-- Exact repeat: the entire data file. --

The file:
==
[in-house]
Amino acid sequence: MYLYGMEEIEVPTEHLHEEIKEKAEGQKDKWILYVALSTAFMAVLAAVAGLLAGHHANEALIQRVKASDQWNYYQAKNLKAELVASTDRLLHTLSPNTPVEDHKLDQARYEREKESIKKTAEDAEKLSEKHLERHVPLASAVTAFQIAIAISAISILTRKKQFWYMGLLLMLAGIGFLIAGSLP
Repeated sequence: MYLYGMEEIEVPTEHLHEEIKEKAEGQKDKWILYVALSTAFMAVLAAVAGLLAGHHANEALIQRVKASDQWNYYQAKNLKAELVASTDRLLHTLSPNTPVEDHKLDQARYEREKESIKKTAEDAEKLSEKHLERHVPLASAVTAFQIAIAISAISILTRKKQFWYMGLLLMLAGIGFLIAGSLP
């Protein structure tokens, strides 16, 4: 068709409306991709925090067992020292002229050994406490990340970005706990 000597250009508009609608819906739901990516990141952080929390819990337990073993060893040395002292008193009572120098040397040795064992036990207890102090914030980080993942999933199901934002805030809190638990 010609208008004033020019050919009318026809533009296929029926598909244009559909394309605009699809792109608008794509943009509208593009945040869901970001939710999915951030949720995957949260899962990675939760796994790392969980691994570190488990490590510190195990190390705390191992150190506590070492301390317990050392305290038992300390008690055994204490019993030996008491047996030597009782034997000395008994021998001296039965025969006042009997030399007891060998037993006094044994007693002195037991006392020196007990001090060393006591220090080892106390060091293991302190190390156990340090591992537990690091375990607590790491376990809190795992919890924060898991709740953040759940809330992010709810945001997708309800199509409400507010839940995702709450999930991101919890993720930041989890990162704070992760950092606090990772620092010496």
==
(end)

[in-house]
Amino acid sequence: MYLYGMEEIEVPTEHLHEEIKEKAEGQKDKWILYVALSTAFMAVLAAVAGLLAGHHANEALIQRVKASDQWNYYQAKNLKAELVASTDRLLHTLSPNTPVEDHKLDQARYEREKESIKKTAEDAEKLSEKHLERHVPLASAVTAFQIAIAISAISILTRKKQFWYMGLLLMLAGIGFLIAGSLP
Repeated sequence: MYLYGMEEIEVPTEHLHEEIKEKAEGQKDKWILYVALSTAFMAVLAAVAGLLAGHHANEALIQRVKASDQWNYYQAKNLKAELVASTDRLLHTLSPNTPVEDHKLDQARYEREKESIKKTAEDAEKLSEKHLERHVPLASAVTAFQIAIAISAISILTRKKQFWYMGLLLMLAGIGFLIAGSLP
């Protein structure tokens, strides 16, 4: 068709409306991709925090067992020292002229050994406490990340970005706990 000597250009508009609608819906739901990516990141952080929390819990337990073993060893040395002292008193009572120098040397040795064992036990207890102090914030980080993942999933199901934002805030809190638990 010609208008004033020019050919009318026809533009296929029926598909244009559909394309605009699809792109608008794509943009509208593009945040869901970001939710999915951030949720995957949260899962990675939760796994790392969980691994570190488990490590510190195990190390705390191992150190506590070492301390317990050392305290038992300390008690055994204490019993030996008491047996030597009782034997000395008994021998001296039965025969006042009997030399007891060998037993006094044994007693002195037991006392020196007990001090060393006591220090080892106390060091293991302190190390156990340090591992537990690091375990607590790491376990809190795992919890924060898991709740953040759940809330992010709810945001997708309800199509409400507010839940995702709450999930991101919890993720930041989890990162704070992760950092606090990772620092010496």